Texting while caring?

Last month in Dental Assisting Digest, we asked you to give us your thoughts about using social media for social purposes during an appointment with a patient. Here’s what you told us ...

By Kevin Henry,
Dental Economics managing editor


In last month’s Dental Assisting Digest, we asked you to give us your thoughts about texting during office hours. We also asked for your opinion about using social media for, well, social purposes in the middle of an appointment with a patient. Here’s what you told us ...

Have you ever texted/Tweeted/Facebook/Tumblr, etc., during a patient's appointment?

60% said “no”
40% said “yes”


Have you ever kept a patient waiting because you were texting/Tweeting/ Facebook/Tumblr, etc., on a computer or smartphone?

90% said “no”
10% said “yes”


On average, how often do you interrupt dental care by texting/Tweeting/Facebook/Tumblr, etc.?

84% said “never”
10% said “1-4 times per day”
6% said “5-10 times per day”
No one said more than 10 times per day


Does the social media communication ever involve purely social interaction instead of pressing family matters or emergencies?

50% said “no”
50% said “yes”


Have you ever kept another colleague waiting because you were texting/tweeting/Facebook/Tumblr (such as dentists making a hygienist wait for an exam while texting or texting before you clean an operatory or seat a patient?)

88% said “no”
12% said “yes”


Have you ever been kept waiting while another team member or dentist texted/tweeted/Facebook/Tumblr?

78% said “yes”
22% said “no”


Do you think tech-enabled distractions affect patient care?

66% said “yes”
18% said “no”
18% said “uncertain”


Do you think tech-enabled distractions affect your face-to-face connections or listening to your patients?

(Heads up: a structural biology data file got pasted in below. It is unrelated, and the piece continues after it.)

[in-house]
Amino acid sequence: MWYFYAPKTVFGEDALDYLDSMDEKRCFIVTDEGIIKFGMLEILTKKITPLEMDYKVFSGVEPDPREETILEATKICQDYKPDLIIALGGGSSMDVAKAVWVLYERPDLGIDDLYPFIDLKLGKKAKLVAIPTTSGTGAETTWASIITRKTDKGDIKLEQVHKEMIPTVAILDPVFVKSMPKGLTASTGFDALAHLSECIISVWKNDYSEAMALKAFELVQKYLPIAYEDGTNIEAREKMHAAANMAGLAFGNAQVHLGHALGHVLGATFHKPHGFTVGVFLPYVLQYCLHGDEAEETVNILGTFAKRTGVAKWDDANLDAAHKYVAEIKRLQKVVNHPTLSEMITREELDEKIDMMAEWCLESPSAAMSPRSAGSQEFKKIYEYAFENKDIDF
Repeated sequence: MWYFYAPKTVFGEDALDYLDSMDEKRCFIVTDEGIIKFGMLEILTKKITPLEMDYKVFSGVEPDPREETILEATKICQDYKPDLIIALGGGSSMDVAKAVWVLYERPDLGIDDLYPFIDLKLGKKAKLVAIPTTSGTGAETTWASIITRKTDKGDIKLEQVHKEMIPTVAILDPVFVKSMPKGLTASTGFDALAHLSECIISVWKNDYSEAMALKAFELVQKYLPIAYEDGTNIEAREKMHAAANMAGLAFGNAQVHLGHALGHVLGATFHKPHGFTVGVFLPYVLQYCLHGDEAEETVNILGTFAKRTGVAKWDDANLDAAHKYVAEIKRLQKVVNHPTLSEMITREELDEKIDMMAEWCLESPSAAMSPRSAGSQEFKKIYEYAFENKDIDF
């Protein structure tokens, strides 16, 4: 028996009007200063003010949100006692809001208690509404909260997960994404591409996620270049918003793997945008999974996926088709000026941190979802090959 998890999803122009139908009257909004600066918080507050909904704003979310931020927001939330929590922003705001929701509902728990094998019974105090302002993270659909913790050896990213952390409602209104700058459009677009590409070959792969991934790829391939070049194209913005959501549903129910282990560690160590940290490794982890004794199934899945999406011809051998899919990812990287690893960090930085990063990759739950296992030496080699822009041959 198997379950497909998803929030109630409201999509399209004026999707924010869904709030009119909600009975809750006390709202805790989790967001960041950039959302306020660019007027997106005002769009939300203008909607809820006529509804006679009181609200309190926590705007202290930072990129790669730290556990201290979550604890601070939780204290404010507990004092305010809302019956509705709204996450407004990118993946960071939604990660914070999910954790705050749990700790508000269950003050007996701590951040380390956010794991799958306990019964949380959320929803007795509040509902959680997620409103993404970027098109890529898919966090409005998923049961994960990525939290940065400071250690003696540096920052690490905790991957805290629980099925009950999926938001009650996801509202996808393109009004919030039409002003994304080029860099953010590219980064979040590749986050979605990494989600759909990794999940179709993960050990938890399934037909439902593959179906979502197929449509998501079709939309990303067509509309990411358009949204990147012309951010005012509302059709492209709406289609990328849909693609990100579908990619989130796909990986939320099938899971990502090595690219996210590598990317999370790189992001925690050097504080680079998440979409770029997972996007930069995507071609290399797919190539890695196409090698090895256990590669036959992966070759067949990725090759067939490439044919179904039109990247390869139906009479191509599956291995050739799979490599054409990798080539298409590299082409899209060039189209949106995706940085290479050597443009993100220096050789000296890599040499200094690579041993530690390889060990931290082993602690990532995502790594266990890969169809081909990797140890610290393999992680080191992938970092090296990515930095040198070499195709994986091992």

56% said “yes”
40% said “no”
4% said “uncertain”


Some of your comments ...

We should seriously consider the care that we are giving our patients if we are distracted by social media. What are the implications of the mistakes that could happen to us or to our patients? Even as a multitasker, everyone on the team — and most importantly the patients — deserve our full attention.

When you are working and/or caring for a patient, you should never be distracted. The patient should have your full attention. If you can't discipline yourself, then you should not be treating patients ... period.

Keep things professional. Don't offer less than what you would expect as a patient.

I just want to add that patient care is affected if you let it. Personally, I do not feel that I lower the standards of the care that my patients receive by texting. However, I do have a fellow employee who has her phone’s volume turned up and every time she receives a text (which is multiple times an hour), she is always quick to find a way to leave the operatory to check her phone. So, yes, texting can affect your patient's care, but only if you let the person texting you become more important than your patient.

I do not feel that it is appropriate at any time during business hours to use any type of social media. If you want to be known as a professional, then you must act like one. If there is an emergency and I need to be contacted, my family can call the office phone to reach me.

I'm glad you brought this topic up. I think we all need reminding that we could be way more effective if we put down our cellphones and got to work. I NEVER pull my cellphone out in front of the patient, but can very often find myself running to my phone to finish that article or look on Facebook while waiting for my dentist to come in to check the patient or start treatment. Wasting time on the Internet when I could be calling past-due patients or just simply chatting with the patient is not a good idea to me. I will work on it starting now!

Social media communication during patient care ... that is just so terribly wrong. I can’t fully wrap my brain around when it would ever be acceptable.

Save phone calls and texting for break time. If you don't have a break time, ask the doctor to tell you when it's OK to text. Otherwise you are stealing time from your boss.

I have never used technology during business hours. I believe it can jeopardize treatment. I think cellphones are a huge distraction and should be off during business hours. If there is a family emergency, I can be reached by calling the office and asking for me or leaving a message with our front desk person. I have waited for the doctor to finish texting to get started on the patient, and I’ve seen the front desk lady too busy answering texts to answer the office phone, letting all calls run into voice mail. I give 100% when I am at work and expect everyone else in the office to do the same. There is nothing that is so important that it can't wait until lunch or the end of the day.

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